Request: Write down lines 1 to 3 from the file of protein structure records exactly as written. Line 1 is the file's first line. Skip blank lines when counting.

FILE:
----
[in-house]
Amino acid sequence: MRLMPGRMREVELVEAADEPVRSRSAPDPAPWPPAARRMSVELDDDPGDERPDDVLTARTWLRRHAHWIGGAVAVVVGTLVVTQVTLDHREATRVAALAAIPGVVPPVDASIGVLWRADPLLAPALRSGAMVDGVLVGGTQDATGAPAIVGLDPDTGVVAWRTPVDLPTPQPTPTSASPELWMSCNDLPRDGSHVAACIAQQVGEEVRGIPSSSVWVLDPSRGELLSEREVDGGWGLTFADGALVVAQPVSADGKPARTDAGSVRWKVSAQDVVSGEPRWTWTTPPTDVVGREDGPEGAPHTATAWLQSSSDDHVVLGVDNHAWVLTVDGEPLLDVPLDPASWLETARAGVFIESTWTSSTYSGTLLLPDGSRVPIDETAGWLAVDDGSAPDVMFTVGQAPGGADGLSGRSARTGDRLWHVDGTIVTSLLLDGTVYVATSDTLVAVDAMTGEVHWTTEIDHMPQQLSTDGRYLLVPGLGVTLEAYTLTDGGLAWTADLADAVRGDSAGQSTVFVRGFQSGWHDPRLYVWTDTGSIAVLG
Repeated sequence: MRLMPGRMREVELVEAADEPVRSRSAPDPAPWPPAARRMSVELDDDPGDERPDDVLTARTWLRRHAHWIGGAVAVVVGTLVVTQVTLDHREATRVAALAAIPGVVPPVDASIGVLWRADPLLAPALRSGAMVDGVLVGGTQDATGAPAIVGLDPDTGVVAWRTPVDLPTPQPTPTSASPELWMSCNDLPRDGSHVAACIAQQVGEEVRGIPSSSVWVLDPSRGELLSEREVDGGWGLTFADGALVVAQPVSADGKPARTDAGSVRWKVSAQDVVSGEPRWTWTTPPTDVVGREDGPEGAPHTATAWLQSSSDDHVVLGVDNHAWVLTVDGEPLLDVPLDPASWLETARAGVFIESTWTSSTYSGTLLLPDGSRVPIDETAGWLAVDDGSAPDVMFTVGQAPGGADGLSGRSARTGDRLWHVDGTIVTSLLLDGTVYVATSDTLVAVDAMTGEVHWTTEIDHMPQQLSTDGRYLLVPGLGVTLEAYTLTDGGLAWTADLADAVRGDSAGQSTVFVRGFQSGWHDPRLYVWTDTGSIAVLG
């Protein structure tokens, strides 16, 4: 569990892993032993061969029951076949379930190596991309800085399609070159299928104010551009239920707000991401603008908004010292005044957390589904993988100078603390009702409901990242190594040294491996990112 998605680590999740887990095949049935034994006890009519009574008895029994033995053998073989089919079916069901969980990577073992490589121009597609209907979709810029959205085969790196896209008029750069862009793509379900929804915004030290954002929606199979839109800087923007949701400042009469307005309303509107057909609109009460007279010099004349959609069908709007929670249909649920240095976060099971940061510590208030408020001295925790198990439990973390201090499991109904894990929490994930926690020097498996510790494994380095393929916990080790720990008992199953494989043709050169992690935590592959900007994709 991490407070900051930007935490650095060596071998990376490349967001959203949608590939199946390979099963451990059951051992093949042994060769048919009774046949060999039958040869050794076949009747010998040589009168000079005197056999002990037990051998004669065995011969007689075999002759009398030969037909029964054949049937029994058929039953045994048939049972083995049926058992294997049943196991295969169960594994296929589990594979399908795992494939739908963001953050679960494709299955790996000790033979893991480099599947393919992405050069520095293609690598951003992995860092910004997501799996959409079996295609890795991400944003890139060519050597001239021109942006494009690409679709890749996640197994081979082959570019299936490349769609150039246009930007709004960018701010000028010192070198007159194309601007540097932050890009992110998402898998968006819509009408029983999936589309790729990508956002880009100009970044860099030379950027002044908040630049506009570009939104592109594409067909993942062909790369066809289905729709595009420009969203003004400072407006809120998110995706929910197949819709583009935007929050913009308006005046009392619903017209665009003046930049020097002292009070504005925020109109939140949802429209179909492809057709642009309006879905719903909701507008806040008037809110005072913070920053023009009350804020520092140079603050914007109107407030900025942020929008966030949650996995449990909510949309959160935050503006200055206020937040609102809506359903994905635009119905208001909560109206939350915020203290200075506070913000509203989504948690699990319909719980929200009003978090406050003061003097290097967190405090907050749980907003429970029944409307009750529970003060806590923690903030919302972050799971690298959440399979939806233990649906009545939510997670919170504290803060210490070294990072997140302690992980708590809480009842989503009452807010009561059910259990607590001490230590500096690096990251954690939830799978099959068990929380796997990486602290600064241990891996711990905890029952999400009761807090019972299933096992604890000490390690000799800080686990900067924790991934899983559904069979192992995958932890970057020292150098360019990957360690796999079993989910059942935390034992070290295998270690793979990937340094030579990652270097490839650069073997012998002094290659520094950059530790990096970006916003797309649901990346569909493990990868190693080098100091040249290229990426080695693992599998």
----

[in-house]
Amino acid sequence: MRLMPGRMREVELVEAADEPVRSRSAPDPAPWPPAARRMSVELDDDPGDERPDDVLTARTWLRRHAHWIGGAVAVVVGTLVVTQVTLDHREATRVAALAAIPGVVPPVDASIGVLWRADPLLAPALRSGAMVDGVLVGGTQDATGAPAIVGLDPDTGVVAWRTPVDLPTPQPTPTSASPELWMSCNDLPRDGSHVAACIAQQVGEEVRGIPSSSVWVLDPSRGELLSEREVDGGWGLTFADGALVVAQPVSADGKPARTDAGSVRWKVSAQDVVSGEPRWTWTTPPTDVVGREDGPEGAPHTATAWLQSSSDDHVVLGVDNHAWVLTVDGEPLLDVPLDPASWLETARAGVFIESTWTSSTYSGTLLLPDGSRVPIDETAGWLAVDDGSAPDVMFTVGQAPGGADGLSGRSARTGDRLWHVDGTIVTSLLLDGTVYVATSDTLVAVDAMTGEVHWTTEIDHMPQQLSTDGRYLLVPGLGVTLEAYTLTDGGLAWTADLADAVRGDSAGQSTVFVRGFQSGWHDPRLYVWTDTGSIAVLG
Repeated sequence: MRLMPGRMREVELVEAADEPVRSRSAPDPAPWPPAARRMSVELDDDPGDERPDDVLTARTWLRRHAHWIGGAVAVVVGTLVVTQVTLDHREATRVAALAAIPGVVPPVDASIGVLWRADPLLAPALRSGAMVDGVLVGGTQDATGAPAIVGLDPDTGVVAWRTPVDLPTPQPTPTSASPELWMSCNDLPRDGSHVAACIAQQVGEEVRGIPSSSVWVLDPSRGELLSEREVDGGWGLTFADGALVVAQPVSADGKPARTDAGSVRWKVSAQDVVSGEPRWTWTTPPTDVVGREDGPEGAPHTATAWLQSSSDDHVVLGVDNHAWVLTVDGEPLLDVPLDPASWLETARAGVFIESTWTSSTYSGTLLLPDGSRVPIDETAGWLAVDDGSAPDVMFTVGQAPGGADGLSGRSARTGDRLWHVDGTIVTSLLLDGTVYVATSDTLVAVDAMTGEVHWTTEIDHMPQQLSTDGRYLLVPGLGVTLEAYTLTDGGLAWTADLADAVRGDSAGQSTVFVRGFQSGWHDPRLYVWTDTGSIAVLG